The socket interface of a prosthetic system can be regarded as a highly complex mechanical joint, acting as a means for transferring forces between the prosthesis and the patient’s skeletal system through soft tissue. To fully characterize this joint, both forces and motion between the socket and residual bone would need to be known to derive exhaustive socket performance metrics. Although there are products that monitor generalized forces and pressures of this interface, there has been no solution for recording relative motion.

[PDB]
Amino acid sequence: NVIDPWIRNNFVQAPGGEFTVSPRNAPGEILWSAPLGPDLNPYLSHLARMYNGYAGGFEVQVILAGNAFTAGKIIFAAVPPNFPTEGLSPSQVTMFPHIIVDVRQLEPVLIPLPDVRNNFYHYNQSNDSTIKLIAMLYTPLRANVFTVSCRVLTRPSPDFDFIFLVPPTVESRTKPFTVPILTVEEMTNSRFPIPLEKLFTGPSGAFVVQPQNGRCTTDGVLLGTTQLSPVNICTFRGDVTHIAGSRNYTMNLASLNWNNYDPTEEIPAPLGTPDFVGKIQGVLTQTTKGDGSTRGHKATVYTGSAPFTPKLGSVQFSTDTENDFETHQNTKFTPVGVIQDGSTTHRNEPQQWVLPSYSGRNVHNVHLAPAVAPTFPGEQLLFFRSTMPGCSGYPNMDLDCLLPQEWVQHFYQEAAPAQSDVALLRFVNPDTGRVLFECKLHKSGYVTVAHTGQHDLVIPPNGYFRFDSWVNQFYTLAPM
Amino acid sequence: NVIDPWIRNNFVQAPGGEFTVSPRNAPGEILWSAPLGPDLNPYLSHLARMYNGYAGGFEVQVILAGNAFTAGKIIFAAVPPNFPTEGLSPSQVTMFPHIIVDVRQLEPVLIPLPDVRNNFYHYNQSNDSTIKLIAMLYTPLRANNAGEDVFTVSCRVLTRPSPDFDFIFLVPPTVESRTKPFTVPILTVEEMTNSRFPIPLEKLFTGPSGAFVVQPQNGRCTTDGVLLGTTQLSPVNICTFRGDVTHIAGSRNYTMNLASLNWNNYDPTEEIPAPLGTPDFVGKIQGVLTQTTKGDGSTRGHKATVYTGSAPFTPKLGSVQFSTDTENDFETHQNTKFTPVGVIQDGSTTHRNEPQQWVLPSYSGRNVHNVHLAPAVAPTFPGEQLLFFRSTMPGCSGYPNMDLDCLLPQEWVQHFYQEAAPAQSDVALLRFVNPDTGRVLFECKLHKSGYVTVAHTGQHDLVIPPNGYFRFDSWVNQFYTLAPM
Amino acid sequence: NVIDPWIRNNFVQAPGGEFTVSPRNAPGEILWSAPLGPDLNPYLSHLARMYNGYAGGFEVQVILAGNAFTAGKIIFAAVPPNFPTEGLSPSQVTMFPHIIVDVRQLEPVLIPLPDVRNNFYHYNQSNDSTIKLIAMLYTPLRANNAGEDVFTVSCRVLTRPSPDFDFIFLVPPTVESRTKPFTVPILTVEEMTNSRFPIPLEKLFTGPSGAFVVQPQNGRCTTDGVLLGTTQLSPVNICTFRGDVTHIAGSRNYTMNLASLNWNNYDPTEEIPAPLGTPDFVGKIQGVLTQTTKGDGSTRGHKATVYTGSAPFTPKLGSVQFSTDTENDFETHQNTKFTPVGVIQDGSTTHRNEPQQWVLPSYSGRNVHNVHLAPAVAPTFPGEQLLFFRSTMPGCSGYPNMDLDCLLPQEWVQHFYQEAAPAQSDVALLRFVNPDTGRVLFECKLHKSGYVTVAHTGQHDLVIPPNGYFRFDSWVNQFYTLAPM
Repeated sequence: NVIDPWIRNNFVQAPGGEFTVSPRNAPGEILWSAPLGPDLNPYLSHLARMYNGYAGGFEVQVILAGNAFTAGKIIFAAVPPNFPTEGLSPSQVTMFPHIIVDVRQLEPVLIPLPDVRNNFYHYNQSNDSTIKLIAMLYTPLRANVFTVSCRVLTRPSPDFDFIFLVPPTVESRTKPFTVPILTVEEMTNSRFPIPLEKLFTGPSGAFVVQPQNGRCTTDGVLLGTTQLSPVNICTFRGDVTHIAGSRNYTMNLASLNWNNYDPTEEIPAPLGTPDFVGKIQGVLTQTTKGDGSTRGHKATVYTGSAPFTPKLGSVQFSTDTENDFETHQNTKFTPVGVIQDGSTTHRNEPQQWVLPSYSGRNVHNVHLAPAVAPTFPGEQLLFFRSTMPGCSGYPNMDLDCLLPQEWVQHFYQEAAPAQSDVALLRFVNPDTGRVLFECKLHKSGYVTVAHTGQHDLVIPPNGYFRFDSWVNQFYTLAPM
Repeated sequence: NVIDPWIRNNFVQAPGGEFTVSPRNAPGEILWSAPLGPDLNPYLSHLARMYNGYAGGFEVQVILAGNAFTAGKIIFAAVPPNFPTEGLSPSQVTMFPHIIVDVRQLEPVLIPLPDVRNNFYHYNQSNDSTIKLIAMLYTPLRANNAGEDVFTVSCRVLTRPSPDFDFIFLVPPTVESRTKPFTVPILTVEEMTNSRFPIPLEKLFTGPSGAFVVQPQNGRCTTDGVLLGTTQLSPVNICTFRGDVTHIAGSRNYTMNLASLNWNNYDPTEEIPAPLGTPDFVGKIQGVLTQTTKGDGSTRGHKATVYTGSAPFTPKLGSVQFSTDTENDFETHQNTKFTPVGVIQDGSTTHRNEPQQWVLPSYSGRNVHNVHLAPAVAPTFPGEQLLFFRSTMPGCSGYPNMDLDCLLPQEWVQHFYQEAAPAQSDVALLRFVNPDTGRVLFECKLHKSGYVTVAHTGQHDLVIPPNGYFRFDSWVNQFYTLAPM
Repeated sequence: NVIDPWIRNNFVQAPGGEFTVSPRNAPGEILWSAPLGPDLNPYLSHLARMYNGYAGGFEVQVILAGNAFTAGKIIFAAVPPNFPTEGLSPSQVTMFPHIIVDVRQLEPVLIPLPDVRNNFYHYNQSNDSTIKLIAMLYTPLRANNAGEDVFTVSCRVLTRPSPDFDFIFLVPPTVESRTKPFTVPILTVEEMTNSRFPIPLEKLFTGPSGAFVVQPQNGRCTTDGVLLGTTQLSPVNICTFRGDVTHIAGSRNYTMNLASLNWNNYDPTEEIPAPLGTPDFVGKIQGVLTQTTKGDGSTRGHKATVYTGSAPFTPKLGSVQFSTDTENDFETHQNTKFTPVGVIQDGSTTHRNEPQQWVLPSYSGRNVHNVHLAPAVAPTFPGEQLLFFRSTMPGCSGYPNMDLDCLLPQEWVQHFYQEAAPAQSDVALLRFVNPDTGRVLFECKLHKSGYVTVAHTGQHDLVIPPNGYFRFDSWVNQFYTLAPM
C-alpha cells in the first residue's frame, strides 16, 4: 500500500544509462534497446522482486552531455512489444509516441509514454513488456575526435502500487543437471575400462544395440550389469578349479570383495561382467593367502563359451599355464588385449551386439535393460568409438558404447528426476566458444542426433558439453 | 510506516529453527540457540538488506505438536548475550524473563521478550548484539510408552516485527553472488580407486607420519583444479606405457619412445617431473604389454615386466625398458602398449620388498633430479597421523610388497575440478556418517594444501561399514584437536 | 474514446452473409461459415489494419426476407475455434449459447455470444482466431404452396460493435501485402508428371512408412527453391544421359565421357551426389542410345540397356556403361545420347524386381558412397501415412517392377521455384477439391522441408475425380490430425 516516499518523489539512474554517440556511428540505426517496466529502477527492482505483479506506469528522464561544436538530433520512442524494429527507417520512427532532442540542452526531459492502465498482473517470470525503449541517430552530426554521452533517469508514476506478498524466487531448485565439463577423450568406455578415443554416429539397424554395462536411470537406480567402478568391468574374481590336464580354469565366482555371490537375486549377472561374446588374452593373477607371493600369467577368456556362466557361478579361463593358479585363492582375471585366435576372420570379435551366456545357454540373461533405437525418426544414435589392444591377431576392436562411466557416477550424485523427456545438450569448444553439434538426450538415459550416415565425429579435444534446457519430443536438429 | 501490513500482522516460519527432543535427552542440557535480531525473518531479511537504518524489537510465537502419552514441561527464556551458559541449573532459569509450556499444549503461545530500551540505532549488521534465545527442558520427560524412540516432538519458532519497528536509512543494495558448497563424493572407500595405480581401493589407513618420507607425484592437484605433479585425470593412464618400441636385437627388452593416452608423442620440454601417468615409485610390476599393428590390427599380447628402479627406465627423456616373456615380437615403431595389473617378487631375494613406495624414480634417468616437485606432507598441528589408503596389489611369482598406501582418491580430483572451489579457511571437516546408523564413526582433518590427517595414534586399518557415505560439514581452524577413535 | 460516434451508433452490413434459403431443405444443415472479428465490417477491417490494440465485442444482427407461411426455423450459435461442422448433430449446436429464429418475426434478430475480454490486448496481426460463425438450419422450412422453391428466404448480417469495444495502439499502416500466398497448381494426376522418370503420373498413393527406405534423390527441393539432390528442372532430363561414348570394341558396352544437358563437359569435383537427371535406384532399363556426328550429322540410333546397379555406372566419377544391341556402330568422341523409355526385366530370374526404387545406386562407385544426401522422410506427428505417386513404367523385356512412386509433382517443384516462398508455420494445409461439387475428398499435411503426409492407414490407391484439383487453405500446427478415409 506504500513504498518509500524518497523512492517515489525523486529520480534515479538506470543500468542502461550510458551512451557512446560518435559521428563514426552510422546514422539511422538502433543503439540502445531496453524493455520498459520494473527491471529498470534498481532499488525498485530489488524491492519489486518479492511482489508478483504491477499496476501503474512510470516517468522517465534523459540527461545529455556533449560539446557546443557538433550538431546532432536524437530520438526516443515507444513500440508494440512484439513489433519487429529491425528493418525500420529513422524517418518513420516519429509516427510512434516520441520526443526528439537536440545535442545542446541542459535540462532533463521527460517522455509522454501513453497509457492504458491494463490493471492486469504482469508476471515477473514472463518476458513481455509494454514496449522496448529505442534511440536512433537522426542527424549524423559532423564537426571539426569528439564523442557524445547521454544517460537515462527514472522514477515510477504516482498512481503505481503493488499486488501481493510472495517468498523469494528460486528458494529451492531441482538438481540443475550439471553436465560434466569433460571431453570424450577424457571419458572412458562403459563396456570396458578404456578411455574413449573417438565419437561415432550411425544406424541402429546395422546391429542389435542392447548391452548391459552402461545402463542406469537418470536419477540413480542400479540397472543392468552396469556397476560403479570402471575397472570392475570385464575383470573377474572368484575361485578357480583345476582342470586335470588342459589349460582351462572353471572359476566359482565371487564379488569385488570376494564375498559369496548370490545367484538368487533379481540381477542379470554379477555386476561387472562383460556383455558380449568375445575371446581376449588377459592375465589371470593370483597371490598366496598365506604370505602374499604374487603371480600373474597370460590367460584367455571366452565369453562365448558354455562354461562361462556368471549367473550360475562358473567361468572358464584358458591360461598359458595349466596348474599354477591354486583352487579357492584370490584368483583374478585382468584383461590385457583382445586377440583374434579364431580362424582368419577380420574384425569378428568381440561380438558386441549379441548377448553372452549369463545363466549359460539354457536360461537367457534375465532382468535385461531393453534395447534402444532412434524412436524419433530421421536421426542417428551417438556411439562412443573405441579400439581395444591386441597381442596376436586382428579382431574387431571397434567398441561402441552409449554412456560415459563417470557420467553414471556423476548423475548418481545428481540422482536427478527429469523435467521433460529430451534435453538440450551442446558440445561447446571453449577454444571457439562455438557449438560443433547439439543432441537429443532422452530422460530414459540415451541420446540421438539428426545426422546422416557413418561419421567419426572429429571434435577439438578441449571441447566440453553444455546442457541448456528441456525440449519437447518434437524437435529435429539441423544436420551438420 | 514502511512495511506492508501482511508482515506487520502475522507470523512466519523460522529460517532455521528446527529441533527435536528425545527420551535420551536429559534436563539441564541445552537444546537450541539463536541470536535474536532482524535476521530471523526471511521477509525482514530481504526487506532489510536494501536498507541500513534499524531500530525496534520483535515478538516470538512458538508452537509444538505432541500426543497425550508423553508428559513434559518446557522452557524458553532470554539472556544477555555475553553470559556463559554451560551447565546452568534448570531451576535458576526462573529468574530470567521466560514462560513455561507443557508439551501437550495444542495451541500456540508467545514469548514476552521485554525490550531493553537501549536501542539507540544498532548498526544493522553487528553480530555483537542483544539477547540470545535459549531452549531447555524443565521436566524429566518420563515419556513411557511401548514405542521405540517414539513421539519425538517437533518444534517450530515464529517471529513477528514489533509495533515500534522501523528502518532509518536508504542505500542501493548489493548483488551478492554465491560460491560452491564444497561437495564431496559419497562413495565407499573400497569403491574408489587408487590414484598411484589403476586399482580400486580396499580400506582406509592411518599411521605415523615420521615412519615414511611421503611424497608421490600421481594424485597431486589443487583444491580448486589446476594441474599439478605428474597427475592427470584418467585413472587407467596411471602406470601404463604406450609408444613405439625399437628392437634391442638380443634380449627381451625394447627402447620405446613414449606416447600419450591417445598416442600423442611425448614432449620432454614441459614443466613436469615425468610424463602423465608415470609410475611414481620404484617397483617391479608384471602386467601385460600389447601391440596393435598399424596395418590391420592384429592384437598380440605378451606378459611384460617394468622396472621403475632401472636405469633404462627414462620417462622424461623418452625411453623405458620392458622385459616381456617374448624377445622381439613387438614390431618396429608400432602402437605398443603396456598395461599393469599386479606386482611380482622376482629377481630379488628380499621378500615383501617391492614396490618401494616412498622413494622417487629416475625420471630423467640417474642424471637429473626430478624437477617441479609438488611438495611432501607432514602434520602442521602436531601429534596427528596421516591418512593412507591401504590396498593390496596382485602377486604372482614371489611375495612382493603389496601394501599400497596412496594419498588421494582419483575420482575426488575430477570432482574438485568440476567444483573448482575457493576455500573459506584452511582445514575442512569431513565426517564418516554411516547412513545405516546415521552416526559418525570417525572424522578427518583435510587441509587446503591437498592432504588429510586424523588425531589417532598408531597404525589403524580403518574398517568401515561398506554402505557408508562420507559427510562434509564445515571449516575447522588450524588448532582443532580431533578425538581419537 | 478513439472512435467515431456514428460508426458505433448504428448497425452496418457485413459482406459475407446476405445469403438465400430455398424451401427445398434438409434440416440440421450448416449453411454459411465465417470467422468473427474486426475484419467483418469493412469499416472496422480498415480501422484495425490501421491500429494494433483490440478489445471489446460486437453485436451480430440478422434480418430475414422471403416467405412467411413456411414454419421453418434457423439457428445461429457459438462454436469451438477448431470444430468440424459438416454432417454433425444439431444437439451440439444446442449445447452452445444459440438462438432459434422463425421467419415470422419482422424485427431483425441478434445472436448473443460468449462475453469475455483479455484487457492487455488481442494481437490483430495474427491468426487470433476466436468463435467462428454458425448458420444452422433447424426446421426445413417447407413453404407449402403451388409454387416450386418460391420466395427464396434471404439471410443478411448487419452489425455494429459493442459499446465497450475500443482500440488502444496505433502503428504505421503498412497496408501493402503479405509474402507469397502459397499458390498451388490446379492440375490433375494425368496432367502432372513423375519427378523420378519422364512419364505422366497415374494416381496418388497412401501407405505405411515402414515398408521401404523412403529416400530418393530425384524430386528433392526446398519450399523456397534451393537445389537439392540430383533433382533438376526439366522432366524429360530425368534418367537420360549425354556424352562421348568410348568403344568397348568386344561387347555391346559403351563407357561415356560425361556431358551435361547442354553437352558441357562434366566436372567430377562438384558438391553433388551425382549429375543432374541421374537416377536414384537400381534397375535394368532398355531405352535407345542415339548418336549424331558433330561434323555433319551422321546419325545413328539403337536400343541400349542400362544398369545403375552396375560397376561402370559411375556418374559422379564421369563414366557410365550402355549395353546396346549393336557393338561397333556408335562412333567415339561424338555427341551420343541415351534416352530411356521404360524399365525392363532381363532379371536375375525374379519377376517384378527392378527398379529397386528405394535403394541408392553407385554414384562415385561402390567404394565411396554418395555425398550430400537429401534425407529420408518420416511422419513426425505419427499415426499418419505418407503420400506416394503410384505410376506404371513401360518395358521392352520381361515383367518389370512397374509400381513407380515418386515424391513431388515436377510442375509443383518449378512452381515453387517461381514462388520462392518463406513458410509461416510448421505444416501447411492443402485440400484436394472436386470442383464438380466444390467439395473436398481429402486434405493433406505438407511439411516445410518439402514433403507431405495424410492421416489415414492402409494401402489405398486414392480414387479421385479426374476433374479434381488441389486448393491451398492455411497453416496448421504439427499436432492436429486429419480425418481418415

SoundFit monitors and records relative motion between the prosthesis socket and the residual limb bone. This data fills the knowledge gap that currently exists when trying to assess the performance of the socket interface. Metrics derived with SoundFit may include sagittal/frontal range of motion and peak velocity during an activity, which correlate with interface stiffness and damping. If SoundFit is coupled with other systems that monitor force directly or a general motion capture system, metrics such as interface stiffness/damping throughout an activity such as walking can be calculated directly, as well as mechanical energy transfer efficiency and more. Once motion statistics are examined over time, acceptable ranges of socket performance metric values needed for satisfactory patient rehabilitation will be known.